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Ear Nose Throat J. 2019 Aug;98(7):409-415. doi: 10.1177/0145561319840125. Epub 2019 Apr 11.

Otolaryngology Resident Well-Being and Perceptions of the Clinical Learning Environment.

Author information

1
1 Department of Otolaryngology, Virginia Commonwealth University Medical Center, Richmond, VA, USA.
2
2 Office of Assessment and Evaluation Studies, Virginia Commonwealth University School of Medicine, Richmond, VA, USA.
3
3 Department of Surgery, Virginia Commonwealth University Medical Center, Richmond, VA, USA.

Abstract

OBJECTIVE:

To measure the current state of organizational and well-being factors in otolaryngology residency programs and associate these perceptions with demographics, pursuit of subspecialty fellowships, and performance on the Otolaryngology Training Examination (OTE).

MATERIALS AND METHODS:

Anonymous mail and online survey study of otolaryngology residents from the Southern, Mid-Atlantic, and East South-Central Regions of the United States.

SUMMARY OF RESULTS:

A total of 46 otolaryngology residents across 14 residency training programs (22% resident response rate) completed our survey. Residents who scored above the 80th percentile on the OTE perceived greater organizational support (median = 3.84) than residents who scored below the 40th percentile (median = 3.31), U = 48.00, P = .047, η2 = 0.14. Residents interested in fellowship reported less burnout (median = 2.44) compared to those who did not plan to pursue fellowship (median = 3.56), U = 105.00, P = .010, η2 = 0.05. Residents pursuing fellowship also reported less work-life strain (median = 2.56) than those forgoing fellowship (median = 2.89), U = 126.00, P = .044, η2 = 0.10. Residents with children reported greater work-life strain (median = 3.11) compared to those without (median = 2.56), U = 60.50, P = .008, η2 = 0.15.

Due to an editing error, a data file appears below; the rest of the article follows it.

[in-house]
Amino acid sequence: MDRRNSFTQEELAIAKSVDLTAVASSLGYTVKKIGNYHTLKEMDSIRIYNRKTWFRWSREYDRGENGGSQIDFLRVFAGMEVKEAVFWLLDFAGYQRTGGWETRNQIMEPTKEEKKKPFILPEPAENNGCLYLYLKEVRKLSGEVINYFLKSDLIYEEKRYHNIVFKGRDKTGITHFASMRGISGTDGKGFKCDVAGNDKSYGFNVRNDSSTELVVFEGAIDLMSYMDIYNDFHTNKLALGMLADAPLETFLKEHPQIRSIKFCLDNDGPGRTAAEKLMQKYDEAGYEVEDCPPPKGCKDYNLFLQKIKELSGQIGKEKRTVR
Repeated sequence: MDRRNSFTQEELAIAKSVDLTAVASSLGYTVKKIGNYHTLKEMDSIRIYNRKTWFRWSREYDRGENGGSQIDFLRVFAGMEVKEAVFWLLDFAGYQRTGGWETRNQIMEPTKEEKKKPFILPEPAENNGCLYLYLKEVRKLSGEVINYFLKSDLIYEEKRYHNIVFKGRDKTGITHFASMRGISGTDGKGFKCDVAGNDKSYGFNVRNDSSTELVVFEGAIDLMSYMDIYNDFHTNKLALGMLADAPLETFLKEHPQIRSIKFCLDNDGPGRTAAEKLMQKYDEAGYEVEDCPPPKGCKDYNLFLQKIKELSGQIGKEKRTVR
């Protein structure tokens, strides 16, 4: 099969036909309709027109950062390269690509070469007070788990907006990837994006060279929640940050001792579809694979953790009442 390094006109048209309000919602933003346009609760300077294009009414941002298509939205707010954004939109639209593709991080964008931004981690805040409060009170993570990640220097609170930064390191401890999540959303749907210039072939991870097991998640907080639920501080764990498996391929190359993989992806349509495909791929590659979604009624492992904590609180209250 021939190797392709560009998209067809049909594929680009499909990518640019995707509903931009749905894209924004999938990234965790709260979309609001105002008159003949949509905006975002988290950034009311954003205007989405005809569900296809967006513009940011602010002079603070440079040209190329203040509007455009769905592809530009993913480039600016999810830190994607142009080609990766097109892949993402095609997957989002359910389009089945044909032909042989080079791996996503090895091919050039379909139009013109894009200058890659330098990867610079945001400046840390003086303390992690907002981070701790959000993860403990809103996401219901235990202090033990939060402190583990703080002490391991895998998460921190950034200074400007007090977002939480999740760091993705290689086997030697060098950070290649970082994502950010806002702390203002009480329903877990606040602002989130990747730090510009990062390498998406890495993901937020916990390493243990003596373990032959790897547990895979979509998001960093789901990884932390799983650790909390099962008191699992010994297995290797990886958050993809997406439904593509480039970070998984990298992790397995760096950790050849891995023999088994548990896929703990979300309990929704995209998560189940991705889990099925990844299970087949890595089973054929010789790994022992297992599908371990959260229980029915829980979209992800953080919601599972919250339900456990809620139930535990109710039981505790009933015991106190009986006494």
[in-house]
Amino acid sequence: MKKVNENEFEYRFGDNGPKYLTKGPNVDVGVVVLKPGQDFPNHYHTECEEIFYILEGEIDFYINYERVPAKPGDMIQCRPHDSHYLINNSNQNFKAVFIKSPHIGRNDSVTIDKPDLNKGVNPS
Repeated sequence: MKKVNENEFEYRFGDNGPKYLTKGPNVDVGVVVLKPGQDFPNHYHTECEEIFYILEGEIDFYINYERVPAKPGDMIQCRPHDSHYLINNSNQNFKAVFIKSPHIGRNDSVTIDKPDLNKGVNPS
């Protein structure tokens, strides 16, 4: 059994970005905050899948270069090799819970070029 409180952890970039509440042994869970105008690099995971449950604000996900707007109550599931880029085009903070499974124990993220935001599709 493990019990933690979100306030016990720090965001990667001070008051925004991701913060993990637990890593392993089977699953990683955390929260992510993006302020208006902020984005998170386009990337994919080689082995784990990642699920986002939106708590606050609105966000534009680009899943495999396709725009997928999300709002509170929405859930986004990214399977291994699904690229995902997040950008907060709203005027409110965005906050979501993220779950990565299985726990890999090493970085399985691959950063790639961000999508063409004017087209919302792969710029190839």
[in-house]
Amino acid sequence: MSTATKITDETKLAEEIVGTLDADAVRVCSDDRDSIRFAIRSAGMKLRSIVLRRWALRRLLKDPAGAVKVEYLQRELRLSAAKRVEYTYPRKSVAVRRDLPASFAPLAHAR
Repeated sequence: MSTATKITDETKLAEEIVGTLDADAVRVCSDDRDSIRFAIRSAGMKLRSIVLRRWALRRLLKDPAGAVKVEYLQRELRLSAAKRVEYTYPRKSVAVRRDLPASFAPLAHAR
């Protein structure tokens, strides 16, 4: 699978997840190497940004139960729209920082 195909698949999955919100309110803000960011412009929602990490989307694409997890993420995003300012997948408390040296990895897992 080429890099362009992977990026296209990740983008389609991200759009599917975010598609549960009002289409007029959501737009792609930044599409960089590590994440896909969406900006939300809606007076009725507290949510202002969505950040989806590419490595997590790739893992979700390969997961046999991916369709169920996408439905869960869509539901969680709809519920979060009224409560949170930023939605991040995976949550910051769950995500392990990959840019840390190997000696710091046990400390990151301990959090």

CONCLUSION:

For otolaryngology residents in this survey sample, the perception of organizational support and well-being may influence resident performance (on OTE examinations) and ultimate career goals (fellowship applications). Program directors and coordinators can use this information to strengthen the perceptions of organizational support as well as improve the clinical learning environment to optimize training conditions for their residents. Residency program directors can also use the identified study measures to assess resident perceptions of the clinical learning environment and well-being for annual evaluation and improvement purposes.

KEYWORDS:

clinical learning environment; otolaryngology residency training; well-being

PMID:
30974991
DOI:
10.1177/0145561319840125
[Indexed for MEDLINE]

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